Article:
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Embracing Challenges and Change

Nicole TraoreNicole Traore

Going back to school later in life is always challenging. Nicole Traore's experience certainly reflected this fact.

"It was hard for me to go to school," she said. "I'm a parent of three very active boys. I work full-time."

But completing her bachelor's degree had always been major life goal, so when Nicole found the online Early Childhood & Family Studies program — now known as the Early Care & Education program — she decided to take the plunge. She's glad she did.

"When I saw this program, it was absolutely perfect," said Nicole, who graduated in 2016. "I could make it work around my schedule and my kids' schedules."

Here she shares about the knowledge she gained from the degree program and how earning a degree will influence her career.


Can you tell us a bit about your current job?
I work for Washington's Early Childhood Education and Assistance Program, which is similar to Head Start. I do family support. I have worked in the field of early childhood education for probably 20 years. I've been a teacher in the past and this is the other side, working with the families.

Will completing your bachelor's degree offer you opportunities for career growth?
When you get your degree, it changes the way you think about things. I'm in family support now and I absolutely love my job, but I can see other avenues. I feel like I have more to offer, more to give by completing my degree. I would love to go back into the classroom to be a lead teacher.

The whole field of early childhood education is changing and growing. This degree provides me more opportunities at a higher level than where I am now.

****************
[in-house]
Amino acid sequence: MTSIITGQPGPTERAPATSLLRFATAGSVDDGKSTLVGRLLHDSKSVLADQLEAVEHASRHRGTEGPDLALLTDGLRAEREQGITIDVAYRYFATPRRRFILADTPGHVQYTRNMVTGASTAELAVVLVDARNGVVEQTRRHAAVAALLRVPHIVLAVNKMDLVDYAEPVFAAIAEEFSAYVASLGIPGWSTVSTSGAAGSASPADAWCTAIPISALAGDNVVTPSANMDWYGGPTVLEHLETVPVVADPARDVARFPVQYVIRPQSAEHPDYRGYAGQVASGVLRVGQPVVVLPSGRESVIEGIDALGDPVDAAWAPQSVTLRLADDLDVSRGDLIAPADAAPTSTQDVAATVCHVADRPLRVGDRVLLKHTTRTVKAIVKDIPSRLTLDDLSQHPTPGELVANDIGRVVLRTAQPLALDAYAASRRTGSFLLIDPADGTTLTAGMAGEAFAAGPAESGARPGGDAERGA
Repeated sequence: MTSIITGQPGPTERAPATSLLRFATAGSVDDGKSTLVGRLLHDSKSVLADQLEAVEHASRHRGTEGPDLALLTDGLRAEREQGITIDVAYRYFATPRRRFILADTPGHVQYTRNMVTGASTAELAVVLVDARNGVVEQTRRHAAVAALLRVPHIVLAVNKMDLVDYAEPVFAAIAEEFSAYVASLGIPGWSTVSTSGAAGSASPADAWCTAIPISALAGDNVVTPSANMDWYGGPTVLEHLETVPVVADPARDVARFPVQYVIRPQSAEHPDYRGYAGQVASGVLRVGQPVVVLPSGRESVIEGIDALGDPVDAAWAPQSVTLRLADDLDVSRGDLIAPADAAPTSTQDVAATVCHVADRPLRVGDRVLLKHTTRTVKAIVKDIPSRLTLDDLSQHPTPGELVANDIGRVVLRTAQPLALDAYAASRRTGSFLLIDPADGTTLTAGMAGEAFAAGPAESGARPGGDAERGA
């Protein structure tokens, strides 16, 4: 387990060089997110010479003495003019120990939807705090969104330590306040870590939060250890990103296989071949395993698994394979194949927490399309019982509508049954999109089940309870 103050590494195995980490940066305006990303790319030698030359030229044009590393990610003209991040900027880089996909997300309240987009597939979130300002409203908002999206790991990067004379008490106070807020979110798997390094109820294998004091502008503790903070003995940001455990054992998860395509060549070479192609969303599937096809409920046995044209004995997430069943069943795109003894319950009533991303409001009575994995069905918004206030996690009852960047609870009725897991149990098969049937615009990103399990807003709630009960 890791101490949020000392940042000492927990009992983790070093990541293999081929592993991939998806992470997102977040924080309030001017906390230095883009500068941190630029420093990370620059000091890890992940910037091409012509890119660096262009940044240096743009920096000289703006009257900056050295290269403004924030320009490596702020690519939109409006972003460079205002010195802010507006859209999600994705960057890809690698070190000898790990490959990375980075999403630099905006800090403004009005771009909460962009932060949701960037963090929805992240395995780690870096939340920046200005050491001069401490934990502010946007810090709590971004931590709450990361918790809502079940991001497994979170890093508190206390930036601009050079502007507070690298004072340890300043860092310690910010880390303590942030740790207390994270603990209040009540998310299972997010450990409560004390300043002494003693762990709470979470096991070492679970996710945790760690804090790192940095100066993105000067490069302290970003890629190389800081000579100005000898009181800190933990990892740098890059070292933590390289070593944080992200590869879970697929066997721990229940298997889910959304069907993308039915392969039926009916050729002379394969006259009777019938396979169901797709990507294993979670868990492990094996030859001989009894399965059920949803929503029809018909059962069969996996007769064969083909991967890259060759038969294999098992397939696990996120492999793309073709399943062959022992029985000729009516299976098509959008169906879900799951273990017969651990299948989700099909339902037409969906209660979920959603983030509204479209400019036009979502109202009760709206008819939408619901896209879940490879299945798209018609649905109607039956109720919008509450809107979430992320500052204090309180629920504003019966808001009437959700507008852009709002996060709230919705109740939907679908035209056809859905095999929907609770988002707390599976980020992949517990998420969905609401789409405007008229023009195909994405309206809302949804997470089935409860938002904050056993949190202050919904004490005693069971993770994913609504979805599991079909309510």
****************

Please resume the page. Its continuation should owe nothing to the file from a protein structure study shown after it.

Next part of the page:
What was the best thing about the program for you?
What I learned. I've always thought that I really knew this field, but I can definitely use what I learned in the classroom. It provided practical information and new techniques that are cutting edge; it's supported by the best research, the best practices for preschool children and their families.

Part of the program involves taking and watching videos of yourself teaching. What were those like?
I learned so much from doing them. You get to see the way the kids see you — you learn exactly what you're doing right or what you need to improve on. What I learned about how to engage students in the classroom was really important.

Did you get good feedback on the videos?
You're in a group with two other students, known as the CORP (Community of Reflective Practices) group. When they reviewed my videos, they gave me feedback. At the end of the quarter, we submitted what we felt were our best videos to the instructors.

What was the online experience like for you?
What's different with an online classroom compared to a regular classroom is those lectures are online the entire quarter. Whenever I felt like it, I could go back to a lecture and review it.

Was the technology used in the program difficult to figure out?
The technology is very simple. They give you a list of what you need to get, and it's really easy to figure out how to use it. If you had a problem, the technology department was right there — there's a phone number that you can call.

I never had problems with the learning platform. It was always there, always on, always available. It was really dependable.

Was the cohort aspect of the program important to you?
It's important because you're building relationships and the trust is there. When someone was commenting on my video, I knew where they were coming from because I have worked with that classmate before. You start to really understand your classmates and their views about the field.

Can you tell us about what the instructors brought to the program?
They're amazing. If there was anything that I didn't understand or if there was an issue, they were there for you. They partnered with you. They understood that most of us were working full time. One time I posted something on a Sunday night and both instructors responded right away.

What would you say to someone who's thinking about taking this program?
Being a parent and working full time, I wondered how I could possibly go back to school. Even though I really wanted to, it was very scary. My philosophy was, I will never know if I don't try it out. I would say try it — it's not as hard as it might appear.